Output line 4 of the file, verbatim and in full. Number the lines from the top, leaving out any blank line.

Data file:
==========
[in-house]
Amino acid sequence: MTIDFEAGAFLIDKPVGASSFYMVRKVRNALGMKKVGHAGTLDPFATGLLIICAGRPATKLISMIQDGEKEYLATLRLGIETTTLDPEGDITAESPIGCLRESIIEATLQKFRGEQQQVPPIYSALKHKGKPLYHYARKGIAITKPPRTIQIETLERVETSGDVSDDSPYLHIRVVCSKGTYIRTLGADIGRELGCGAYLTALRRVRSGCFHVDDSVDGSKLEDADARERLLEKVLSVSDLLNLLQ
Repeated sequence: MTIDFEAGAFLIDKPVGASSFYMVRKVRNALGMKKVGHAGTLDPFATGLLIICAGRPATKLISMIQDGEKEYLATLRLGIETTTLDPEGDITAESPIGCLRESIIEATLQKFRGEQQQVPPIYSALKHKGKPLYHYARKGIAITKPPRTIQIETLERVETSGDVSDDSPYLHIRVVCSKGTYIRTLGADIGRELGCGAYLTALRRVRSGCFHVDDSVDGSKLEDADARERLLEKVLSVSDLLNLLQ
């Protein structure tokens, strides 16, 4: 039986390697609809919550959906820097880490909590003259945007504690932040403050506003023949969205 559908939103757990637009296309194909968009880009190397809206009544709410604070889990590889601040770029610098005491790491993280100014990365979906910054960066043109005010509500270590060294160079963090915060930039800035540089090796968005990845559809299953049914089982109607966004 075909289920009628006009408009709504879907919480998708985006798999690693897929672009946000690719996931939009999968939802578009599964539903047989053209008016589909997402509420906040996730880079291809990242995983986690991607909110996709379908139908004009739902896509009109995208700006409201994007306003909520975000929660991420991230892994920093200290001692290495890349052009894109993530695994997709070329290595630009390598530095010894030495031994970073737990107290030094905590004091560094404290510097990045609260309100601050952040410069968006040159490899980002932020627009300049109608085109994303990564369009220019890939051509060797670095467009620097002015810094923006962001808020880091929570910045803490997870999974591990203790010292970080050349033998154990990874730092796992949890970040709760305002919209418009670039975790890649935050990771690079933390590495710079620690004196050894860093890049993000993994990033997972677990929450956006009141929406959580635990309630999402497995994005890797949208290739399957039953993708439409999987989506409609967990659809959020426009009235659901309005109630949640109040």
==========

């Protein structure tokens, strides 16, 4: 039986390697609809919550959906820097880490909590003259945007504690932040403050506003023949969205 559908939103757990637009296309194909968009880009190397809206009544709410604070889990590889601040770029610098005491790491993280100014990365979906910054960066043109005010509500270590060294160079963090915060930039800035540089090796968005990845559809299953049914089982109607966004 075909289920009628006009408009709504879907919480998708985006798999690693897929672009946000690719996931939009999968939802578009599964539903047989053209008016589909997402509420906040996730880079291809990242995983986690991607909110996709379908139908004009739902896509009109995208700006409201994007306003909520975000929660991420991230892994920093200290001692290495890349052009894109993530695994997709070329290595630009390598530095010894030495031994970073737990107290030094905590004091560094404290510097990045609260309100601050952040410069968006040159490899980002932020627009300049109608085109994303990564369009220019890939051509060797670095467009620097002015810094923006962001808020880091929570910045803490997870999974591990203790010292970080050349033998154990990874730092796992949890970040709760305002919209418009670039975790890649935050990771690079933390590495710079620690004196050894860093890049993000993994990033997972677990929450956006009141929406959580635990309630999402497995994005890797949208290739399957039953993708439409999987989506409609967990659809959020426009009235659901309005109630949640109040």